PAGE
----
Herders and farmers have long fought over land. Now, a low-tech approach to stop the killing is bearing fruit in Nigeria
John Dalyop Dangyang hid in the toilet while the gunmen set fire to his house. As it burned down around him, he soaked his underwear in the toilet water to bind around his face against the smoke. He was trapped for seven hours before police came and broke the wall down.
Two months later, homeless and traumatised, he was invited to meet the leaders of the group he blamed for his attempted murder.
On the other side of the table was Idris Gidado, a powerful leader of Fulani herdsmen, the nomadic cowboys who have trodden the Sahelian countryside for centuries.
At the dialogue, something extraordinary happened. After the two sides had had it out, Dangyang offered a rare commodity in this bitter feud: forgiveness.
What is the Upside?
Attacks on cattle herders by farmers and vice versa may seem trifling alongside the problems of poverty, terrorism, corruption and climate change facing Africa.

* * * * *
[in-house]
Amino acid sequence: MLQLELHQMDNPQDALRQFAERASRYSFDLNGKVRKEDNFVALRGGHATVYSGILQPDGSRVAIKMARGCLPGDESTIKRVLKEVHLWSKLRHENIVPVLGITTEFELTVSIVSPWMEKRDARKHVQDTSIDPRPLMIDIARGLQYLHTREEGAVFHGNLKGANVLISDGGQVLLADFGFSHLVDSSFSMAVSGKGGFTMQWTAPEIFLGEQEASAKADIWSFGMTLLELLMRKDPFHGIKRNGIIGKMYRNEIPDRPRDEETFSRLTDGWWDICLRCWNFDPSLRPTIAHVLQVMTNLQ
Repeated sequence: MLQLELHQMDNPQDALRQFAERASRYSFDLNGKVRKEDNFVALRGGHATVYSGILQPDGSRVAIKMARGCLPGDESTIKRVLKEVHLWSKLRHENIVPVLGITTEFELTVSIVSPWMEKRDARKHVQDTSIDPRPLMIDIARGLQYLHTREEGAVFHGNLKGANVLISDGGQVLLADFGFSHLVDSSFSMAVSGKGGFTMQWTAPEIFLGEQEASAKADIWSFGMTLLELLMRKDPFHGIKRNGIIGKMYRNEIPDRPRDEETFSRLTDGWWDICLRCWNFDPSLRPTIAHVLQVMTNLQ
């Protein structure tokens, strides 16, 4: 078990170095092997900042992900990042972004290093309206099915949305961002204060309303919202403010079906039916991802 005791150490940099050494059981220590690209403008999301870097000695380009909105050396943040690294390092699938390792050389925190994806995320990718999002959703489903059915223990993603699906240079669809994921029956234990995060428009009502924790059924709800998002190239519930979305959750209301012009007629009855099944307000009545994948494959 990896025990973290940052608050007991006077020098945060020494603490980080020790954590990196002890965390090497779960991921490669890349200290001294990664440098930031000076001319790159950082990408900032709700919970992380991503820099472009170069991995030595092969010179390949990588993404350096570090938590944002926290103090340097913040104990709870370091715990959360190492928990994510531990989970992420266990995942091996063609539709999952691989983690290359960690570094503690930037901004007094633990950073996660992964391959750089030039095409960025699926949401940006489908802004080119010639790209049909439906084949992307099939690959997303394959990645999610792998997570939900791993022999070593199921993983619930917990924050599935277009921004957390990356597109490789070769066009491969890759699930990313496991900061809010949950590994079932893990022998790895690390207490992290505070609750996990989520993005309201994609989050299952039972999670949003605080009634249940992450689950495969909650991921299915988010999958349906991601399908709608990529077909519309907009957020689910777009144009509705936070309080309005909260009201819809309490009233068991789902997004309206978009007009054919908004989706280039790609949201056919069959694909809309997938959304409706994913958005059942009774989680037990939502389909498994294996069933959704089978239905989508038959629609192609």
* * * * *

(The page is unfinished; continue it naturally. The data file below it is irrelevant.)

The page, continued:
But a recent escalation in this centuries-old deadly conflict is causing massive social upheaval across west Africa. In Nigeria’s middle belt, it has claimed nearly 4,000 lives in the past three years – more, according to some tallies – than the deadly Boko Haram insurgency in the north-east.
Both groups need land, but for very different reasons. Fulani herding families are always on the move, looking for food and water for their animals; they cannot and do not want to own the vast landscapes they pass through every year. For farmers, who live and work in one place, land ownership is essential.
As families grow and grazing lands turn to fields of rice, ancient livestock migration routes close up and herders’ cattle trample farmers’ fields. Farmers kill the cattle, herdsmen take revenge; the reprisals go back and forth. Ethnicity, religion and political affiliation play into the divisions.
Some of the suggestions to solve the crisis include fencing off fields, drilling more boreholes so cattle and humans do not have to share water, microchipping cattle to prevent rustling and mapping traditional cattle grazing routes.